Florida Wildlife Corridor has ten Critical Linkages to help connect the lands and waters of the State for wildlife.

The Critical Linkages

There are ten priority regions that need urgent protection to maintain connectivity within the Corridor. Protecting these areas, called the “Critical Linkages,” will help achieve the vision of this 501 c(3) nonprofit.

Florida’s Nature Coast was chosen as the first area to be highlighted because of the timely story involving the Florida black bear and the parkway expansion. The Chassahowitzka bear  population is important to the Florida Fish and Wildlife Conservation Commission and they were kind enough to send Mike Orlando, Assistant Bear Management Coordinator, to explain how Florida black bears are recovering from their near-extinction and ways humans can handle bear interactions to keep both species safe.

Many Contributors make a Better Project

Steve Brinkley, manager of the Chassahowitzka Wildlife Management Area, discussing how the Chazz bears utilize the swamp and sandhill ecosystems.

The Chassahowitzka bear population is important to the Florida Fish and Wildlife Commission and they were kind enough to send Mike Orlando, Assistant Bear Program Coordinator, to help us in explaining how Florida black bears are recovering from their near-extinction and ways humans can handle bear interactions to keep both species safe.

TJ and Betty Storch showed the team around their magnificent property in the Chassahowitzka area.

The Storch property is adjacent to the one that was purchased through mitigation for the Suncoast Parkway project. With a big heart for native Florida and a lot of hard work, TJ and Betty have created a sanctuary of sorts. The wildlife that roams their land is considered part of their extended family. We visited another ancient Cypress and hugged it.

BetteeJay Springs, a pure nature coast spring is one of five on the Storch’s property. TJ and Betty found it while exploring the land many years ago.

Martin Horowitz, Environmental Administrator for the Florida Department of Transportation, showed the team how bridges are planned and constructed to allow wildlife safe passage from one side of the roadway to the other without crossing. He explained the many species that would likely be impacted by the Suncoast expansion, how construction plans try to account for these flora and fauna, and showed us the area that would be utilized adjacent to the power transmission corridor.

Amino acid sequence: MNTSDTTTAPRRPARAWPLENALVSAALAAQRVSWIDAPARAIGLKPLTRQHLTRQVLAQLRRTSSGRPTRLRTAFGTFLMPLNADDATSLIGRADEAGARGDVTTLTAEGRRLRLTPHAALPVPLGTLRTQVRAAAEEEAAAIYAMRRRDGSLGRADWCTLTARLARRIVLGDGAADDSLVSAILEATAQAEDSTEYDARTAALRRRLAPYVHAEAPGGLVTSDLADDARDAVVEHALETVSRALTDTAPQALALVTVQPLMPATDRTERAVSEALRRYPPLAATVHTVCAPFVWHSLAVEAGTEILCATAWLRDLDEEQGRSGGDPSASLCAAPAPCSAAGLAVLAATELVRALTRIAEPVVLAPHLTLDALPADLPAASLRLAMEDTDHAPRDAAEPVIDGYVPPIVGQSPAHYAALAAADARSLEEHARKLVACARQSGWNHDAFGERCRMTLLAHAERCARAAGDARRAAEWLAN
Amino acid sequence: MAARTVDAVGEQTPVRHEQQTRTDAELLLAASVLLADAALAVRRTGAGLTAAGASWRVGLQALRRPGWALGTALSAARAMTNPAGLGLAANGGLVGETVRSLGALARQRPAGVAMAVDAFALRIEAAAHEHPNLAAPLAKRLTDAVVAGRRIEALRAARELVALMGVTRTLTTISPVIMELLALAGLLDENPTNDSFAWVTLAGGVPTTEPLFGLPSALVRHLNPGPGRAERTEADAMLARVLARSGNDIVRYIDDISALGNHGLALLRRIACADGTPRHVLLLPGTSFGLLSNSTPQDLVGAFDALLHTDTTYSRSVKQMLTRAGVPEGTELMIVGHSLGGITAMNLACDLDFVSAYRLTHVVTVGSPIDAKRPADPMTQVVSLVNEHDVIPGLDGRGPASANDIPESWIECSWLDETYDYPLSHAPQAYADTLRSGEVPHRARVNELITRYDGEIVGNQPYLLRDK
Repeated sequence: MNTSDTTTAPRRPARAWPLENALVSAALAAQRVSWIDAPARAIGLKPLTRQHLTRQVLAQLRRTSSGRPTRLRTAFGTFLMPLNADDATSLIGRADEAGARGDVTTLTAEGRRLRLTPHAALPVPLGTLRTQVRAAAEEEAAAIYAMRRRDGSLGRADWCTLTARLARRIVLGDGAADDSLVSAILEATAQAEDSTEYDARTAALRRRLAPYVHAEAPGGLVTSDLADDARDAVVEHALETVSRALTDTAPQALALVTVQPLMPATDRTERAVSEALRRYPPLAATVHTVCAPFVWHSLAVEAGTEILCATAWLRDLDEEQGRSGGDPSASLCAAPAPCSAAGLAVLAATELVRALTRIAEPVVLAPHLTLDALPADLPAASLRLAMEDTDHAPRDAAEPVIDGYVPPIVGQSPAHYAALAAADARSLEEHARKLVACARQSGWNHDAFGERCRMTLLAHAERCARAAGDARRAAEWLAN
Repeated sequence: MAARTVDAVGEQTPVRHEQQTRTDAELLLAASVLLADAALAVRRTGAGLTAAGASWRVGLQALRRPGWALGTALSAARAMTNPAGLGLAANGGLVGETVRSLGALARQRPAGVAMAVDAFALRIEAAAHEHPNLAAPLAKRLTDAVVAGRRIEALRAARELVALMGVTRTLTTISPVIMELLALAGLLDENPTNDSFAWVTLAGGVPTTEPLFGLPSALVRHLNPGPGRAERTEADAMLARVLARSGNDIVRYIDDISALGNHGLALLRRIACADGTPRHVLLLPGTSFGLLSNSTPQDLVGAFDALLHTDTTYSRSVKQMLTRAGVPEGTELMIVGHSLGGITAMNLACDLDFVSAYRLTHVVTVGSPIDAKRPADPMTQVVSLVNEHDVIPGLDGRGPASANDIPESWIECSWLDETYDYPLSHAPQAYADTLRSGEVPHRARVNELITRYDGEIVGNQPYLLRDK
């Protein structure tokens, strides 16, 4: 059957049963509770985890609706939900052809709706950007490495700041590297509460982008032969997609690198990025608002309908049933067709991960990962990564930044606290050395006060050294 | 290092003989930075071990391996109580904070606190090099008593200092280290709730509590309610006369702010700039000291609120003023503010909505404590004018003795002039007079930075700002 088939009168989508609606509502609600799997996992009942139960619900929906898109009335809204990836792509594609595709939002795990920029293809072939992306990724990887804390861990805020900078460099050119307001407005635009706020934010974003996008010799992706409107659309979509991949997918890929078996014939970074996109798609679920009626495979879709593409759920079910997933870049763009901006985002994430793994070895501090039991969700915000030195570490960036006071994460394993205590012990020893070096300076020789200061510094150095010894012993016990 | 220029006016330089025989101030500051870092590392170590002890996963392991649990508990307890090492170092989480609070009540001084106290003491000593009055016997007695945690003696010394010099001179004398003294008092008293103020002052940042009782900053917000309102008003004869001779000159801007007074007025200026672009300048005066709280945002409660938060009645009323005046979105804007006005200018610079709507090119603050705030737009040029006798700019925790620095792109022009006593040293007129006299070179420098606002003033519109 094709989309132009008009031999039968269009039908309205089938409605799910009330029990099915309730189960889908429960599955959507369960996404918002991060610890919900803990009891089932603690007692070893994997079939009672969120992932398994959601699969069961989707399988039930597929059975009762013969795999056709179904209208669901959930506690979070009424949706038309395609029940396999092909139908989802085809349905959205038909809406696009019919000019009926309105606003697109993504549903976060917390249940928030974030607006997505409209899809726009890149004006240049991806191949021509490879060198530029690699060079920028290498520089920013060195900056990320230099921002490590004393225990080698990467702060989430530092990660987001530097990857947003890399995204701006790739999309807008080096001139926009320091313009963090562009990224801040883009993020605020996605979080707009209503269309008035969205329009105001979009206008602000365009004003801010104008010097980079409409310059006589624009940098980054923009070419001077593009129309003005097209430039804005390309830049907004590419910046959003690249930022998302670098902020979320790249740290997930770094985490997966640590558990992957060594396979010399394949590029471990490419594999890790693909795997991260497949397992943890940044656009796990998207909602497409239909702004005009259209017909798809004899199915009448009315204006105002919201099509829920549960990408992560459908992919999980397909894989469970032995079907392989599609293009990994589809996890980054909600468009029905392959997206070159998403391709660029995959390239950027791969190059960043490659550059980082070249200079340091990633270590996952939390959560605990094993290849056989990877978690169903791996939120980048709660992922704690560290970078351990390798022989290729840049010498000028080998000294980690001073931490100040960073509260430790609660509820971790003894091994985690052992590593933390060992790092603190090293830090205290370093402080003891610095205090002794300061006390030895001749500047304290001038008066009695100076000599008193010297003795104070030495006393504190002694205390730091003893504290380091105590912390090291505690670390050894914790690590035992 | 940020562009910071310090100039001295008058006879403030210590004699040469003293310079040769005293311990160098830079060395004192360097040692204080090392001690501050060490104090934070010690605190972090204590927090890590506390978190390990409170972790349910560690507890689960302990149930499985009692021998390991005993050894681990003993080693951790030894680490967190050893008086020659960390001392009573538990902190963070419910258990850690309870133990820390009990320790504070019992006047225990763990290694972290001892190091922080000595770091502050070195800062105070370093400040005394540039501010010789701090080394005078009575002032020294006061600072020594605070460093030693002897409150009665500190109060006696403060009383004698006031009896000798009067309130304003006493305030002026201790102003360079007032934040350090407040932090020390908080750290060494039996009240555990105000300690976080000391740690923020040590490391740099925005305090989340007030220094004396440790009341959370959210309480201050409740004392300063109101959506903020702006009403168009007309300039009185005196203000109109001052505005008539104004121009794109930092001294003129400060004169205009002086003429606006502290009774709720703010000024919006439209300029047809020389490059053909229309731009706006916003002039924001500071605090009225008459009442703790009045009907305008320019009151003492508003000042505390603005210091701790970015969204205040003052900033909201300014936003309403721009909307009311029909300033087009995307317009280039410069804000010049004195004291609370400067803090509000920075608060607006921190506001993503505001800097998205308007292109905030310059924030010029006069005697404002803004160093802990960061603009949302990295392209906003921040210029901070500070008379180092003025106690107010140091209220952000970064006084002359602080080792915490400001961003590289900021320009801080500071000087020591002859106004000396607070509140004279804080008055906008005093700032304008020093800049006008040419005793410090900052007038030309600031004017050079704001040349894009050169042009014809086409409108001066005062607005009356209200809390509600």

While manatees were not part of this film’s storyline, they are an important symbol of how man and mammal can coexist, and Captain Charlie Slider of Manatee Tour and Dive took the film crew out on a tour of Kings Bay. While moving toward Three Sisters Springs, we encountered a manatee rescue of a mother and calf who were undernourished. It was eye-opening to witness the physical demands and skilled coordination of the team of twenty-some people working together to get the manatees out of the water and to a safe place for medical care.

What was Different & How does it Help

To construct the parkway expansion, undeveloped areas, as well as portions of the Withlacoochee State Forest, will be impacted. Those losses need to be mitigated. Typically, an agency will purchase “credits” in a mitigation bank that may be located far from the impact area – not necessarily providing direct offsets to the animals and plants affected by the new development or road.

In this case, a conservation partner knew of a piece of property bordering the north edge of the Chassahowitzka WMA that was for sale. Florida’s Turnpike Enterprise chose to purchase that land. The property will be added to state-managed lands, essentially growing the footprint of protected areas and seaming these pieces of the Corridor together.

The Valerie Theater

The Valerie Theater in downtown Inverness was selected to premier the Nature Coast short film by the Florida Wildlife Corridor on March 23, 2018.

The Valerie Theater in downtown Inverness has been selected to preview the new short video on Friday, March 23. Before the Nature Coast film is viewed, attendees will be treated to “The Forgotten Coast” documentary about the Glades to Gulf Expedition. A Q & A with members of the Florida Wildlife Corridor will follow.

Public tickets were sold out immediately.

Representatives from the many organizations, individuals, and agencies that worked together in its creation will gather for a celebratory meet-and-greet at the theater before the film. The Citrus County Chamber of Commerce was instrumental in organizing and supporting this event.

How You Can Support the Mission

As Nature Coasters, we have an innate love of the less flashy part of Florida and its inhabitants.

The Florida Wildlife Corridor organization champions the public and partner support needed to permanently connect, protect and restore the Florida Wildlife Corridor – a statewide network of lands and waters that supports wildlife and people.

Using a science-based approach, on-the-ground knowledge of the Corridor, and the support of thousands of followers throughout the state and nation, the Florida Wildlife Corridor now embarks on its most important journey – to accelerate the rate of conservation in Florida by 10% annually in order to protect 300,000 acres within the Corridor by the end of 2020.

Maybe you want to make a financial contribution or follow their social media or website. Let’s work together to protect the nature that makes our home so magical.